Now. Berger has settled down in the airy study of his Vancouver home to write, in longhand, the two-volume report he expects to deliver to the government by the end of February. Leaving aside the question of what he is going to say. it is enough to ask the somewhat obvious: Who is Tom Berger and what has he done to us? And the not-so-obvious: What have we done to him? And the rather more complex: Why were we so eager to let it all happen? Listen to Georges Erasmus, the young president of the Indian Brotherhood of the Northwest Territories, his voice edged with contempt and frustration: “Canada has such a pathetic need for folk heroes.” It is a marvel that Tom Berger has come through almost two years of being firmly in the public focus with his image unscathed, his inquiry untarnished and the whole process sanctified by the press. The savior of the North, he has been called, the last hope. As “NiWha” (“our judge”), some natives have
claimed him as their own. “The judge will look after us,” they say.
That is some buildup. Even the judge’s mother is worried. A small woman who chooses her words carefullv, she puts together a sentence not unfamiliar to a reporter who has already heard the same concern murmured by pipeline company lawyers, environmental experts and Indian leaders: “1 am very much afraid,” says Nettie Elsie Perle Berger, “that when his report comes out and the government ignores him. the native people will feel he let them down.”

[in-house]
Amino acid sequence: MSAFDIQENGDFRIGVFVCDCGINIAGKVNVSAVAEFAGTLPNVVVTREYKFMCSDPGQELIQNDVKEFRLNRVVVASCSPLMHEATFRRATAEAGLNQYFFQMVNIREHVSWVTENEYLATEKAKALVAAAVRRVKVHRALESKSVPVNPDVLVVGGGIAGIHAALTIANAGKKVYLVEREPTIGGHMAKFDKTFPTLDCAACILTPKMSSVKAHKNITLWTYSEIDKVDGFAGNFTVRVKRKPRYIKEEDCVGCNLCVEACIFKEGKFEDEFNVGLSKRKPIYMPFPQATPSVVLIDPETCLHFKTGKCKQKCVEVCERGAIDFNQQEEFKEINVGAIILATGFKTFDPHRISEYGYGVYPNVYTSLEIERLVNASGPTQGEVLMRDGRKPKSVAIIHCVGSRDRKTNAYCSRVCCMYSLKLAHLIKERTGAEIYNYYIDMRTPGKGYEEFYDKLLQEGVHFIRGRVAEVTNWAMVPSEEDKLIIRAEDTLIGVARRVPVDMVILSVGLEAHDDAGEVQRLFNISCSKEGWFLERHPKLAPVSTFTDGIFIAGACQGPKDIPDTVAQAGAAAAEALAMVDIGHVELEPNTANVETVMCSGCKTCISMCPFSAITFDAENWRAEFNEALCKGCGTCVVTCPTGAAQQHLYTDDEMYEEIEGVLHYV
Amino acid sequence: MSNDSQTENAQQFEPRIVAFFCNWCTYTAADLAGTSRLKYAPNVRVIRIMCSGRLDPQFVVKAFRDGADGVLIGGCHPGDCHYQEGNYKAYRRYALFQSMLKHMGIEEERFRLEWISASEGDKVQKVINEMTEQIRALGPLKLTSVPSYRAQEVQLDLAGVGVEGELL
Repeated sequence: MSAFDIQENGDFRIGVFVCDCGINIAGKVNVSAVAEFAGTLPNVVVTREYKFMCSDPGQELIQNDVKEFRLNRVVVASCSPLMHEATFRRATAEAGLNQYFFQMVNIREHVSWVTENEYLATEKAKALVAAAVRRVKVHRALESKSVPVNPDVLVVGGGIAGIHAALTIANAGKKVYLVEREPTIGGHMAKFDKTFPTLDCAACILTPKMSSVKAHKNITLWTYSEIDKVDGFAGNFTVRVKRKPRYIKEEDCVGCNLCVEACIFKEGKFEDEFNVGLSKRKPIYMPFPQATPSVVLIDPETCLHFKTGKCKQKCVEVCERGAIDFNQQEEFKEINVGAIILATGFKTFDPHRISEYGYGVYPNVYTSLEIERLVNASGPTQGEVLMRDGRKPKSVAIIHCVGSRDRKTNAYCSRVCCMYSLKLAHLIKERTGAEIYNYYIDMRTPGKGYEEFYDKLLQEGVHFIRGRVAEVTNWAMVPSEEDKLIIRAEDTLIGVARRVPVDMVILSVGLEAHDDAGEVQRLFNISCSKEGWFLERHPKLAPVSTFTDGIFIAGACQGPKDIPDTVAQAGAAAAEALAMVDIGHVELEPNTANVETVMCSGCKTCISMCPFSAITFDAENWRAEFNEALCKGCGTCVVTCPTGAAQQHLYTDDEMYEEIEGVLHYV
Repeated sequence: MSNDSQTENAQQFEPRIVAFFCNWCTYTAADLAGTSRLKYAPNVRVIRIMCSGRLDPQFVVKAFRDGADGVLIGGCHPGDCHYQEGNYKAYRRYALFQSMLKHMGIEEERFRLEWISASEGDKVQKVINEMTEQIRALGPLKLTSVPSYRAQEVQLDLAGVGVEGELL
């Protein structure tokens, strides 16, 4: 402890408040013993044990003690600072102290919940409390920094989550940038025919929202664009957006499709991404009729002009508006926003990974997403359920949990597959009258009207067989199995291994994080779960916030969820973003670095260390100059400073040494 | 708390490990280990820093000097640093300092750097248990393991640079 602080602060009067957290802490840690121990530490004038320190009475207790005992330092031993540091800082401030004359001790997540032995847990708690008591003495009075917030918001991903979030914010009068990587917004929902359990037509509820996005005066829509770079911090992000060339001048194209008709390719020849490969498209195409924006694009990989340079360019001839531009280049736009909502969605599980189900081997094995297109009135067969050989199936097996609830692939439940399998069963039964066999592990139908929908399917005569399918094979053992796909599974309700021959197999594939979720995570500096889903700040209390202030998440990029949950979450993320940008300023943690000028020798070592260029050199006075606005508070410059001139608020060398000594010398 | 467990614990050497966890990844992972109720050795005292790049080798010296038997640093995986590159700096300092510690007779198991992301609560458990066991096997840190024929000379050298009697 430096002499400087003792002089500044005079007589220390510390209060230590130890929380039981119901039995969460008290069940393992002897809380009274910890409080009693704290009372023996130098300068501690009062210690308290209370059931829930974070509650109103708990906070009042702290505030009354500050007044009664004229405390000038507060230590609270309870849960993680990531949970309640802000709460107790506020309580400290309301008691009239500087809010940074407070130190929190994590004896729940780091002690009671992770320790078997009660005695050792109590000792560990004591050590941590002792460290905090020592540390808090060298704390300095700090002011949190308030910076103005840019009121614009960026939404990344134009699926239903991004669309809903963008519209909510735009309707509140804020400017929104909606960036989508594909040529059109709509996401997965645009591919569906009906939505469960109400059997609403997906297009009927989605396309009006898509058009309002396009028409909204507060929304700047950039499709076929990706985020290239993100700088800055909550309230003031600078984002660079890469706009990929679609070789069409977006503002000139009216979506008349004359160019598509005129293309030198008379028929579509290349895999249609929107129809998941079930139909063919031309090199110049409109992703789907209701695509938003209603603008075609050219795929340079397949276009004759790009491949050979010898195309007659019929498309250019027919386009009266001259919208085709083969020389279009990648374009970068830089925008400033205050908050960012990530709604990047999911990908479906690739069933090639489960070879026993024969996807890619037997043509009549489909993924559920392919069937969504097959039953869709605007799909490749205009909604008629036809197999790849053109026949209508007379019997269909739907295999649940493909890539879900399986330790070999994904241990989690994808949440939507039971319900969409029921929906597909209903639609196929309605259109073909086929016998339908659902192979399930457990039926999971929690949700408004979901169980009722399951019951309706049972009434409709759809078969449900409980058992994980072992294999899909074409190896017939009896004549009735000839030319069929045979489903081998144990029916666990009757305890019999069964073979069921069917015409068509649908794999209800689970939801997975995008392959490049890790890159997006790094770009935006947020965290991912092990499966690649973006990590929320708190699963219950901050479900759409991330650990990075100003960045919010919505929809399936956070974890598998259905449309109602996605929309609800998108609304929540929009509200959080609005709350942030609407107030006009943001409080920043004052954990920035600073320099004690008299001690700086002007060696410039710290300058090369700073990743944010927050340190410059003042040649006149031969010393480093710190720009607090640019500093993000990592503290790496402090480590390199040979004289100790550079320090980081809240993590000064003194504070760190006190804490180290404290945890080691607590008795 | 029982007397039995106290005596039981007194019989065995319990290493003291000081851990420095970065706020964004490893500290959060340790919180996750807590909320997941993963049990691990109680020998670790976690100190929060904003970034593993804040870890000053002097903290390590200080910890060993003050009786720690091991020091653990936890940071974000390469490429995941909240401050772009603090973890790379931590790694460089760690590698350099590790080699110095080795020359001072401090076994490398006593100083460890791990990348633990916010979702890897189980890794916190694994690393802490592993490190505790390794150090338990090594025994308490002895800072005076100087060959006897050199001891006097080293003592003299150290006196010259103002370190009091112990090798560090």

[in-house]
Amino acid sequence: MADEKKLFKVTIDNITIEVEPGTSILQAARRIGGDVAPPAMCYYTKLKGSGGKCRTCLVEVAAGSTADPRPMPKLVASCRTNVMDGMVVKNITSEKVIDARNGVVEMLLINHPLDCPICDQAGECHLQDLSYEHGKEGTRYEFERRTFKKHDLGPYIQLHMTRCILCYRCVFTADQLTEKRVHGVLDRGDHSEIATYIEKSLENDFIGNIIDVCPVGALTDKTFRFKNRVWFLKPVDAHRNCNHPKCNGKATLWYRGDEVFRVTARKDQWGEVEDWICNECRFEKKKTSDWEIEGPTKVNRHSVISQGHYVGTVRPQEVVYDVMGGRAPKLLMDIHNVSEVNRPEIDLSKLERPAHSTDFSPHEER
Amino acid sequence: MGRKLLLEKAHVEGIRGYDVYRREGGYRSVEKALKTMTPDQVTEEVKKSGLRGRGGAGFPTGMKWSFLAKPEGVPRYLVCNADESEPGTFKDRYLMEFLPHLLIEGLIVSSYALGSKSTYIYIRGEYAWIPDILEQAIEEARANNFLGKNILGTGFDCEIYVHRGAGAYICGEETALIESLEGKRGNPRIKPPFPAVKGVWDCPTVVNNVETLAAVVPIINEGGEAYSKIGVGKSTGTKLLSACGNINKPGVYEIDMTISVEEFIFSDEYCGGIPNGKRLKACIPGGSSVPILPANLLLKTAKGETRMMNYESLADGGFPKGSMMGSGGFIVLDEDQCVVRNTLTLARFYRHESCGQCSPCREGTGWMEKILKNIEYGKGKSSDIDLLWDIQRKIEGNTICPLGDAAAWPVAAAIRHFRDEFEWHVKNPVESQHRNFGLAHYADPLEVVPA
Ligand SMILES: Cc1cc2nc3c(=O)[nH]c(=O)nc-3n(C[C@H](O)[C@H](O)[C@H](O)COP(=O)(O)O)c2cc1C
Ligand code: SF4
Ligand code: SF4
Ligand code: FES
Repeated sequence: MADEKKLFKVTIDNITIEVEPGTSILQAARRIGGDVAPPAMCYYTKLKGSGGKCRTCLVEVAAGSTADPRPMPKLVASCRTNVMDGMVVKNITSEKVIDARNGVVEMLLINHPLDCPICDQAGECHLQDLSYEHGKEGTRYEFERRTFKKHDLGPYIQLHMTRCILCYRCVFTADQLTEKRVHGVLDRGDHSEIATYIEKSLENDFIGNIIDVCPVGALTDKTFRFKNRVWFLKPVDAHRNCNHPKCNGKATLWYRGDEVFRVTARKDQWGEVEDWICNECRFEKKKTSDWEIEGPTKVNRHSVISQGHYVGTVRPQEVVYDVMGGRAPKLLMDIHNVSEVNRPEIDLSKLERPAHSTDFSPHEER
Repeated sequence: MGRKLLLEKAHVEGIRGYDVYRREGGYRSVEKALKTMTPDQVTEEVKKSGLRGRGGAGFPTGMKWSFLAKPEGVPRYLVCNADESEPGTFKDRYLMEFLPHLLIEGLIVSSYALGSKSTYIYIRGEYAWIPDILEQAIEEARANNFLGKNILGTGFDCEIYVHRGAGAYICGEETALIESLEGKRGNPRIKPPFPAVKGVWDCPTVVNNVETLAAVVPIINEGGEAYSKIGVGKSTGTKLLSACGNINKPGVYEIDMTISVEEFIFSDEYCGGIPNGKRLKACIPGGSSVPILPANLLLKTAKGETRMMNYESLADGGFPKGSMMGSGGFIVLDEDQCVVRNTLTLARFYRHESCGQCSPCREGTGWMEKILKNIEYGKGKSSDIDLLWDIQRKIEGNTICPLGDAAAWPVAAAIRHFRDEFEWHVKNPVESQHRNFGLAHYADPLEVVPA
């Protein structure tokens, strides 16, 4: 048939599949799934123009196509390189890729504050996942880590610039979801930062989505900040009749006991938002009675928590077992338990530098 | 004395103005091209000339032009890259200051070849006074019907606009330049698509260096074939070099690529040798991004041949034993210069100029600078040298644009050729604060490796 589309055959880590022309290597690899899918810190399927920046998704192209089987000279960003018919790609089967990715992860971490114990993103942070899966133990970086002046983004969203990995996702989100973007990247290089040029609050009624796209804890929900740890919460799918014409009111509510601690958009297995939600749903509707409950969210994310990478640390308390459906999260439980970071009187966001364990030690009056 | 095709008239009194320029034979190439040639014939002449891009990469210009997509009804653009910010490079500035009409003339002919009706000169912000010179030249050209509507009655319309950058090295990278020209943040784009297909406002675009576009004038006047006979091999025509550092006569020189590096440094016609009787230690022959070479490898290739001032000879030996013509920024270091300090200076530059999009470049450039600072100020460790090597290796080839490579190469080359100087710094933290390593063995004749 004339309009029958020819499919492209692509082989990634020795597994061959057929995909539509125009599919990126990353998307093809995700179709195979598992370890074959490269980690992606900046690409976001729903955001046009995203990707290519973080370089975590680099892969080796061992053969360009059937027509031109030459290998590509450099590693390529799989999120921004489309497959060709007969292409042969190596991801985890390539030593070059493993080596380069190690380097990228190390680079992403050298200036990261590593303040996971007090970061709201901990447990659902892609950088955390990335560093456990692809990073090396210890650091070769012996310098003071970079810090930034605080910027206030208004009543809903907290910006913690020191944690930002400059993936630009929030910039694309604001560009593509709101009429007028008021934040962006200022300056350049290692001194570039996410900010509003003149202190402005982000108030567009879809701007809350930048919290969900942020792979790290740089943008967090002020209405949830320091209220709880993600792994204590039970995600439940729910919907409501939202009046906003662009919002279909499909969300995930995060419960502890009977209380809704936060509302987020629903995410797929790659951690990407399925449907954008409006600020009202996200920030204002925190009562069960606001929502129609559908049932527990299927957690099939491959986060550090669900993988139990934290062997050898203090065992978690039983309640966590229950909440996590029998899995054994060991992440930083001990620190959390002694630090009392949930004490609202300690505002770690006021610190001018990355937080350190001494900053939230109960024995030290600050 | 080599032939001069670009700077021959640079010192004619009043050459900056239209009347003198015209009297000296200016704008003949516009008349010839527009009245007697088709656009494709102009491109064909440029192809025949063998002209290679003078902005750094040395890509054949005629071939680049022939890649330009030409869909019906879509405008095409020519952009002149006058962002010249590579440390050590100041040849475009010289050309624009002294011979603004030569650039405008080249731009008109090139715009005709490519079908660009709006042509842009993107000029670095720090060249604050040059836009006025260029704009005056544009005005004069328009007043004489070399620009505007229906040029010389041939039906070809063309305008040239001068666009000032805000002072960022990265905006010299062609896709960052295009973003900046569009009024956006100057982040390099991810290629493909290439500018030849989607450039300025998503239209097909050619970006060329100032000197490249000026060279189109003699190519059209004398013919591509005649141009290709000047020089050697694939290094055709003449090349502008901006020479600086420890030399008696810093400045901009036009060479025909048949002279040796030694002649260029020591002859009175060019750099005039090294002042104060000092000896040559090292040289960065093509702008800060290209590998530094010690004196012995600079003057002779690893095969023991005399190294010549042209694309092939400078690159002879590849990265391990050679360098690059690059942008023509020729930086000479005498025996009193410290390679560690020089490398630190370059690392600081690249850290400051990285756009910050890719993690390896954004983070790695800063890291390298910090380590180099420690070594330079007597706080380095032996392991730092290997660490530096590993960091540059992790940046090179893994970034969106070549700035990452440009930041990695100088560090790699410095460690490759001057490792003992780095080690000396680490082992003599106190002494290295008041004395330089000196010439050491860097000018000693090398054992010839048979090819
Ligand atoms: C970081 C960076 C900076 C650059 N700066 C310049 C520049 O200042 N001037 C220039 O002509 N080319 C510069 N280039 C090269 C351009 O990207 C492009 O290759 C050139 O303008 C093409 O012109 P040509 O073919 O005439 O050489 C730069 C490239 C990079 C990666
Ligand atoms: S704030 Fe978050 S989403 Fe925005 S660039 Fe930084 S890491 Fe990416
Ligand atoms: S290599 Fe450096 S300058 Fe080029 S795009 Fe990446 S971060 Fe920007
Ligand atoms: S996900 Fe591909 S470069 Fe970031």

They say it happens all the time. Participants in a long-running inquiry or trial develop a special camaraderie, a feeling of oneness with each other and sometimes a kind of isolation from the outside world. Nowhere is this more apparent than at Yellowknife’s Explorer Hotel, where, in a sense, there is no outside world. You spend a week there, watching the Berger inquiry grind to a close, you walk a few yards from your room to the elevator, from the elevator to the coffee shop, from the coffee shop
to the nearby banquet room where the hearings are held. You nod and smile at familiar faces—the lawyers in their threepiece suits, the native translators, the court reporters, the journalists. Gradually, even the garish broadloom is something to be gazed upon with fondness, as are the plastic-covered lampshades. “The spaceship Berger,” sighs a television researcher, convinced that that is indeed where all the participants have been for the past two years, flying around viewing the North through the eyes of the space vehicle’s captain. The staff of the inquiry have dubbed the exercise “Berger U.” Ánd so, on this Thursday in November, the second last day of the hearings, they come together in front of the judge’s table in the cavernous green-andwhite walled Katamavik Room and pose self-consciously for a graduation picture. There is the judge, wearing the same blue pin-striped suit he wore to open the hearings in this same room, back in 1975 (“Why not? It’s a good suit”). He stands in the middle, beaming, looking for all the world like the proud father of them all.